Pursuit of Happiness
August 14, 2016
Pursuit of Happiness
Most people are all in the pursuit of the same thing, happiness. The want or need for happiness and positive subjective well-being is something that all human beings have had in common since the beginning of time. However, the way in which people pursue their happiness differs from culture to culture. It all depends on the values of the cultural and if they are an individualistic culture, view of self is independent, or a collective culture, view self as interdependent. His perspective oneâ€™s happiness can be traced back to ancient world philosophers such as Socrates, Aristotle, ...view middle of the document...
g., China, Japan, Korea), the Middle East (e.g., Pakistan), Africa, and Latin America (e.g., Venezuela, Columbia, Mexico)â€ (Baumgardner & Crothers, 2009, p.117). The American and Asian perspective of happiness, differ in many ways such as, their individual sense of subjective well-being or cultural ideals, emotional expressiveness, and sense of group pride and individual pride.
While the American perspective of happiness and pursuit to positive well-being is an on-going individual effort, the Asian perspective of happiness and pursuit to positive well-being is a group effort. â€œNorth Americans show a pervasive tendency to perceive themselves as â€œbetter than averageâ€ in comparisons to others, to exaggerate the amount of control they have over life events, to see only a rosy future ahead that mostly excludes the occurrence of negative events, and to engage in self-serving explanations for behaviorâ€ (Baumgardner & Crothers, 2009, p.119). Individualistic cultures such as American, view happiness, and life satisfaction as very important, while collective cultures such as Asians do not. Asians feel happiness and emotions are temporary. They feel the bad will follow the good. â€œThe Asian cultural lesson here is that keeping oneâ€™s composure by living with â€œwhat is,â€ knowing that it will change, makes more sense than constantly striving to be happy or to avoid unhappinessâ€ (Baumgardner & Crothers, 2009, p.121).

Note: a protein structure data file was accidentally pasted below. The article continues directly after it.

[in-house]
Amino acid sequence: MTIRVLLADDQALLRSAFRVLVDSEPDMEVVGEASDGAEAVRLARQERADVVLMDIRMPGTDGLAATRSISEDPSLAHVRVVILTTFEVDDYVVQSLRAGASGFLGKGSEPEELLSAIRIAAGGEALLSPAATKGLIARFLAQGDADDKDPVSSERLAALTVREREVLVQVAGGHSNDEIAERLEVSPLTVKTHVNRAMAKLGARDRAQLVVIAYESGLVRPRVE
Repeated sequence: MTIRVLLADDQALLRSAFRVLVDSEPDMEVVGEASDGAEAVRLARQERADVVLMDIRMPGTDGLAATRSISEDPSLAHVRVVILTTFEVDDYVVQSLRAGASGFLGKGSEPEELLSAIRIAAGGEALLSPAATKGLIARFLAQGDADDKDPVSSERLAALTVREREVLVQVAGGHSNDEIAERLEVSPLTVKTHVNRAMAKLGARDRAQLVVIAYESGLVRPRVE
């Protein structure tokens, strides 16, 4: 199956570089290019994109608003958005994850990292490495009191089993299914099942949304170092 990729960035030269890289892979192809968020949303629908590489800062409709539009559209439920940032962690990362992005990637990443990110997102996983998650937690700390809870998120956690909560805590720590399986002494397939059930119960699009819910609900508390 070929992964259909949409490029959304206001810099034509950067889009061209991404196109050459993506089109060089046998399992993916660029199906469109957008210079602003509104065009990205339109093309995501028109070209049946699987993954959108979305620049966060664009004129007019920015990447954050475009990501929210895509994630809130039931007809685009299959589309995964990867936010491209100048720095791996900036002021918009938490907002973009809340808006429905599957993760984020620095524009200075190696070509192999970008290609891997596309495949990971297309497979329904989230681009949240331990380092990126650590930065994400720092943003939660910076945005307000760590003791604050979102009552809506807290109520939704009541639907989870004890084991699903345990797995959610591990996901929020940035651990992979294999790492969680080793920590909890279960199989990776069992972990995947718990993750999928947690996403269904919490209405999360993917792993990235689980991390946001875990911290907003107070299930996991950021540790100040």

Asian culture believes in moderation and balance of emotional expressions. â€œWithin Asian culture, excessive exuberance may be regarded as indicating a lack of maturity or refinementâ€ (Baumgardner & Crothers, 2009, p.121), whereas excessive exuberance and major expression of emotion is common in America. Whether it is happiness, anger, or any other emotion, Americans definitely express their emotions more exuberantly than Asians. I believe part of this is in an effort by the individualistic cultures such as America to find happiness sticking out as an individual in a group, rather than the collective cultural way, like the Asians, who find happiness in blending in with a group and achievements made by the whole group. â€œSubjective well-being scales that ask how happy or satisfied people are with their lives may elicit moderate responses within Asian cultures because moderation in emotional expression is a culturally prescribed, normative expectationâ€ (Baumgardner &...